Africa

In pictures: Senegal's Mouride Islamic sect

Senegal's Mouride brotherhood is a branch of Sufi Islam that was founded in the 19th Century, and incorporates many traditional practices. It is one of the country's biggest brotherhoods and its leaders wield considerable political influence.

Image copyright Felipe Abreu
Image caption The village of Kabadio in southern Senegal is known as a spiritual place and many of its inhabitants are Mourides.
Image copyright Fellipe Abreu
Image caption The religious leaders here are called marabouts and they are responsible for the spiritual and economic welfare of the community. They also find the Koranic text to go into the amulets or gris-gris which are said to offer protection from evil to the wearer.
Image copyright Fellipe Abreu
Image caption The passage is copied onto a sheet of paper, folded, tied-up and then encased in goatskin. It can then be worn as part of a necklace, bracelet or anklet. The gris-gris are seen as one way that Mouridism brings together Islam and traditional beliefs.
Image copyright Fellipe Abreu
Image caption Kabadio has a Koranic school to teach children who want a religious training and may want to become a marabout in the future. As part of the initiation into the school, a teacher writes "Allah" (God) on to the right hand of a pupil and then it is sprinkled with salt...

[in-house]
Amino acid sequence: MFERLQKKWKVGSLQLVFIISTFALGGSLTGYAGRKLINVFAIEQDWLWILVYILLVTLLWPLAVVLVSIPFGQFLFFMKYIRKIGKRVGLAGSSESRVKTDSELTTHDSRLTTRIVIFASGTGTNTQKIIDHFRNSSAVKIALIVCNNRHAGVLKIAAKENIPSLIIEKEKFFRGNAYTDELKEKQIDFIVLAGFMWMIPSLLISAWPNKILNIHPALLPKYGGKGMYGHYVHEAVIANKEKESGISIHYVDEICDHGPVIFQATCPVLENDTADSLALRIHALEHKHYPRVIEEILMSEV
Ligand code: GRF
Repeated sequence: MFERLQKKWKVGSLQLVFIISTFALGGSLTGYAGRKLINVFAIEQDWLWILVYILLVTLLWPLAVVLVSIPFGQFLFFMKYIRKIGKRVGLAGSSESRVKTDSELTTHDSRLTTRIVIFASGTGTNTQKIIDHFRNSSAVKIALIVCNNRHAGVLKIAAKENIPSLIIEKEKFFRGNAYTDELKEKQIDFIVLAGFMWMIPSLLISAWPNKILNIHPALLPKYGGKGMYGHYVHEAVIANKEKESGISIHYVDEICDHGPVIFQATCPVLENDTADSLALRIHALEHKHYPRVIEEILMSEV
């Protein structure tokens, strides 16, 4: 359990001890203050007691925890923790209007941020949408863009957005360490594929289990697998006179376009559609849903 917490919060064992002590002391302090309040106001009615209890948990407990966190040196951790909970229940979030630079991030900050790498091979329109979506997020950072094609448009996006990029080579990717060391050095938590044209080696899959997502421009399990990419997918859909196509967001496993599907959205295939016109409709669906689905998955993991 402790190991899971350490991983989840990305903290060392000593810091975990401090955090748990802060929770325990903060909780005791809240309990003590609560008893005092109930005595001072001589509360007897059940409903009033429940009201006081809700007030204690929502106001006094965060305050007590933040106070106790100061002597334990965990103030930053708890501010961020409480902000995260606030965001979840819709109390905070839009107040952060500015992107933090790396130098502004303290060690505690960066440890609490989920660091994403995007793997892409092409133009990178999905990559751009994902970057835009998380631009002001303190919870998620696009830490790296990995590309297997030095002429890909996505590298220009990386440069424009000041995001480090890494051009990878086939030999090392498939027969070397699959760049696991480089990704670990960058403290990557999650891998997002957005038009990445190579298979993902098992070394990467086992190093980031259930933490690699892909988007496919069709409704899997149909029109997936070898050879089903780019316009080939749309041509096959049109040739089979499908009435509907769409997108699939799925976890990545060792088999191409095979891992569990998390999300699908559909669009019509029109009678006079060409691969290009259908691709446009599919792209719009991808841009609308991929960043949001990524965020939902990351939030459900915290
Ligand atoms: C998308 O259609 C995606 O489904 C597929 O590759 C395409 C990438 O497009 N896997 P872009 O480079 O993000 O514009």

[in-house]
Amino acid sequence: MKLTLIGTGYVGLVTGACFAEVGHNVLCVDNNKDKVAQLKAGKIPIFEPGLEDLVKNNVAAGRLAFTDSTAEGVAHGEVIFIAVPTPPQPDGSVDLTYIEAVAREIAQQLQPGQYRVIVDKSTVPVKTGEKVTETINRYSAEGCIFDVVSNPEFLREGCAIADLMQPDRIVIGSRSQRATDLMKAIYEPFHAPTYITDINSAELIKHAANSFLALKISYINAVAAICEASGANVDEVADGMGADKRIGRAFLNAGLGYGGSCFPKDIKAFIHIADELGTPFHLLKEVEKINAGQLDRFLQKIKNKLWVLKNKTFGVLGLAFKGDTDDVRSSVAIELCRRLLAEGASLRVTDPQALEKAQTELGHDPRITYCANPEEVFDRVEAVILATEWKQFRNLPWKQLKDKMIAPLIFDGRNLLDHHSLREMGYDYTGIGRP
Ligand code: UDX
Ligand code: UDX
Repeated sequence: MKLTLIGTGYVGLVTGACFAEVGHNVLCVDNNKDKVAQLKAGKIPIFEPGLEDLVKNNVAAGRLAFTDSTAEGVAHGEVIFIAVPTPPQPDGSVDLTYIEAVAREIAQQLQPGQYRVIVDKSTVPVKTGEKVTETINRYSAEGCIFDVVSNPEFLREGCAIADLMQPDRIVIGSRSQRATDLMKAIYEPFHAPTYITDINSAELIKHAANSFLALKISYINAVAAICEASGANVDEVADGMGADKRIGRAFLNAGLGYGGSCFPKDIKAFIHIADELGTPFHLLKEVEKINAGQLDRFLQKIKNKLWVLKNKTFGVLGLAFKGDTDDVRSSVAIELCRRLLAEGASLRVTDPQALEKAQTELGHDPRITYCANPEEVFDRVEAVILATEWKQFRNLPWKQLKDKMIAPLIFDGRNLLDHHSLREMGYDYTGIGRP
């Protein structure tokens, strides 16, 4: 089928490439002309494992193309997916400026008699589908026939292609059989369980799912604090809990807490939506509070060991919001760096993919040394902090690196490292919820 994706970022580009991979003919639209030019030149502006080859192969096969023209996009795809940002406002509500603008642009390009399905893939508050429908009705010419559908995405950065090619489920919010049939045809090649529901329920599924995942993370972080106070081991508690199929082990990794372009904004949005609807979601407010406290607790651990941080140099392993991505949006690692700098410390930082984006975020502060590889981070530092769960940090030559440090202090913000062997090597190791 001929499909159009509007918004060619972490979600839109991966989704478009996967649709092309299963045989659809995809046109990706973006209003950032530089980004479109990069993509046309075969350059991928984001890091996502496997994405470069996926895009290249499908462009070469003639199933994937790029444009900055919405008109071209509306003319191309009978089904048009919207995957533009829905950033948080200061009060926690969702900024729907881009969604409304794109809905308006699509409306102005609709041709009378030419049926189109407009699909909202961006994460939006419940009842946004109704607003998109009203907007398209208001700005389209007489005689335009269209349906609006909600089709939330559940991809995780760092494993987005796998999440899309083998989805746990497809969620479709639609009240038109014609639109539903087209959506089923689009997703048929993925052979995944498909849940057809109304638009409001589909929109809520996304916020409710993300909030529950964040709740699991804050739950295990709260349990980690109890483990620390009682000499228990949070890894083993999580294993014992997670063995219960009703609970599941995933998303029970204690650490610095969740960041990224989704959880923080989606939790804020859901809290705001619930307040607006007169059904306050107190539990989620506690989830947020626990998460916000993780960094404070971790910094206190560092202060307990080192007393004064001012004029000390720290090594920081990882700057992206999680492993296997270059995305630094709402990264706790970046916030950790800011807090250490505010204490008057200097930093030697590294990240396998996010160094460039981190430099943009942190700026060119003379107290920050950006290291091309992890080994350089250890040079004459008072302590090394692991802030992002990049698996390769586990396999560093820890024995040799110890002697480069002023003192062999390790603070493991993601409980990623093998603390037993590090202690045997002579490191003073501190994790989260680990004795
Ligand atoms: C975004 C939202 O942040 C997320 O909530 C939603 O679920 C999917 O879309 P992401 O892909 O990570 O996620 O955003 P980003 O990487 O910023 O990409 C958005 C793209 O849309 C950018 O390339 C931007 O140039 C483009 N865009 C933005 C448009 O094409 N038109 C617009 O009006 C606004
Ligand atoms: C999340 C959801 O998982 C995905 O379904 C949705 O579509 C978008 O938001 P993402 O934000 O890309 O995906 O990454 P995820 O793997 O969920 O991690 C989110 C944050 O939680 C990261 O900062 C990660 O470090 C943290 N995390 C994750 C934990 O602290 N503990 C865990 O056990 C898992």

Image copyright Fellipe Abreu
Image caption The initiate must then lick his hand until the writing disappears. This shows that the path to wisdom is rewarding but also hard.
Image copyright Fellipe Abreu
Image caption Singing and dancing is also a crucial part of life in Kabadio. "The dance is part of our culture and we feel happy being that way," says Meta Dabo. "No matter what kind of music, it is essential to dance," she says. Working hard is also a key part of Mouride beliefs.
Image copyright Fellipe Abreau
Image caption After the last prayer, the children gather around the fire for the last activity of the day: The Karanta - when they study the Koran illuminated by firelight...
Image copyright Fellipe Abreau
Image caption In Kabadio, people believe that when children are studying and praying around the fire, the power is so strong that the fire acquires magical features. Captions and photographs by Fellipe Abreu.

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